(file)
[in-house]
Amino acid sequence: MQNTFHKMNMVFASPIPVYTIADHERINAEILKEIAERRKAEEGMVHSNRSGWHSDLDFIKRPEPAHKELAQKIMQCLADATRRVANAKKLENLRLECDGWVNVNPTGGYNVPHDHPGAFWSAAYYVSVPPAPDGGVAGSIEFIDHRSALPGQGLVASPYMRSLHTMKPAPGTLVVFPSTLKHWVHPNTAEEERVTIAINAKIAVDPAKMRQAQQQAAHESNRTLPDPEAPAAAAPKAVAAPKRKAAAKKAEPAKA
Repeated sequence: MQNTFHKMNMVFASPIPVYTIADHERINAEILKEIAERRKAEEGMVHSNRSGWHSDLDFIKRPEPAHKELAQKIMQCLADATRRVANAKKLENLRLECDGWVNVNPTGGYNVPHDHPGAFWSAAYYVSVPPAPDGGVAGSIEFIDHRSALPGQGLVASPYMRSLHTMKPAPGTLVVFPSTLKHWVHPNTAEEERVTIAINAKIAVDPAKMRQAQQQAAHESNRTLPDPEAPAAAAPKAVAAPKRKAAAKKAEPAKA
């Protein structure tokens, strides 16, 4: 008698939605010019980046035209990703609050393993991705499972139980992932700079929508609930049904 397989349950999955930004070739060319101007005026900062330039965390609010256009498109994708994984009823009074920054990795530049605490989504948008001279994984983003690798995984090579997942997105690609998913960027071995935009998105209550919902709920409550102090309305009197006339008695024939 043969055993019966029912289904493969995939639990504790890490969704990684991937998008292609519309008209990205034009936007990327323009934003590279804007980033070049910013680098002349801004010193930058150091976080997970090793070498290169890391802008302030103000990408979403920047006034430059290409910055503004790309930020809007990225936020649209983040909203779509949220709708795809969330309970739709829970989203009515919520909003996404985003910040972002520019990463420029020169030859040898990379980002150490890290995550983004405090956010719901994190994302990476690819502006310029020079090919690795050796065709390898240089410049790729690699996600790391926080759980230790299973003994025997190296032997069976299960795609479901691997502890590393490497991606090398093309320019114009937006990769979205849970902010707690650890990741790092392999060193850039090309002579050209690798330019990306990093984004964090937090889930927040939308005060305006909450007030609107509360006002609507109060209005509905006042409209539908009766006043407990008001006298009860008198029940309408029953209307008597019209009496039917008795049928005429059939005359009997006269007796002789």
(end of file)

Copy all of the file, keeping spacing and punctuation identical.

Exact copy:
[in-house]
Amino acid sequence: MQNTFHKMNMVFASPIPVYTIADHERINAEILKEIAERRKAEEGMVHSNRSGWHSDLDFIKRPEPAHKELAQKIMQCLADATRRVANAKKLENLRLECDGWVNVNPTGGYNVPHDHPGAFWSAAYYVSVPPAPDGGVAGSIEFIDHRSALPGQGLVASPYMRSLHTMKPAPGTLVVFPSTLKHWVHPNTAEEERVTIAINAKIAVDPAKMRQAQQQAAHESNRTLPDPEAPAAAAPKAVAAPKRKAAAKKAEPAKA
Repeated sequence: MQNTFHKMNMVFASPIPVYTIADHERINAEILKEIAERRKAEEGMVHSNRSGWHSDLDFIKRPEPAHKELAQKIMQCLADATRRVANAKKLENLRLECDGWVNVNPTGGYNVPHDHPGAFWSAAYYVSVPPAPDGGVAGSIEFIDHRSALPGQGLVASPYMRSLHTMKPAPGTLVVFPSTLKHWVHPNTAEEERVTIAINAKIAVDPAKMRQAQQQAAHESNRTLPDPEAPAAAAPKAVAAPKRKAAAKKAEPAKA
């Protein structure tokens, strides 16, 4: 008698939605010019980046035209990703609050393993991705499972139980992932700079929508609930049904 397989349950999955930004070739060319101007005026900062330039965390609010256009498109994708994984009823009074920054990795530049605490989504948008001279994984983003690798995984090579997942997105690609998913960027071995935009998105209550919902709920409550102090309305009197006339008695024939 043969055993019966029912289904493969995939639990504790890490969704990684991937998008292609519309008209990205034009936007990327323009934003590279804007980033070049910013680098002349801004010193930058150091976080997970090793070498290169890391802008302030103000990408979403920047006034430059290409910055503004790309930020809007990225936020649209983040909203779509949220709708795809969330309970739709829970989203009515919520909003996404985003910040972002520019990463420029020169030859040898990379980002150490890290995550983004405090956010719901994190994302990476690819502006310029020079090919690795050796065709390898240089410049790729690699996600790391926080759980230790299973003994025997190296032997069976299960795609479901691997502890590393490497991606090398093309320019114009937006990769979205849970902010707690650890990741790092392999060193850039090309002579050209690798330019990306990093984004964090937090889930927040939308005060305006909450007030609107509360006002609507109060209005509905006042409209539908009766006043407990008001006298009860008198029940309408029953209307008597019209009496039917008795049928005429059939005359009997006269007796002789």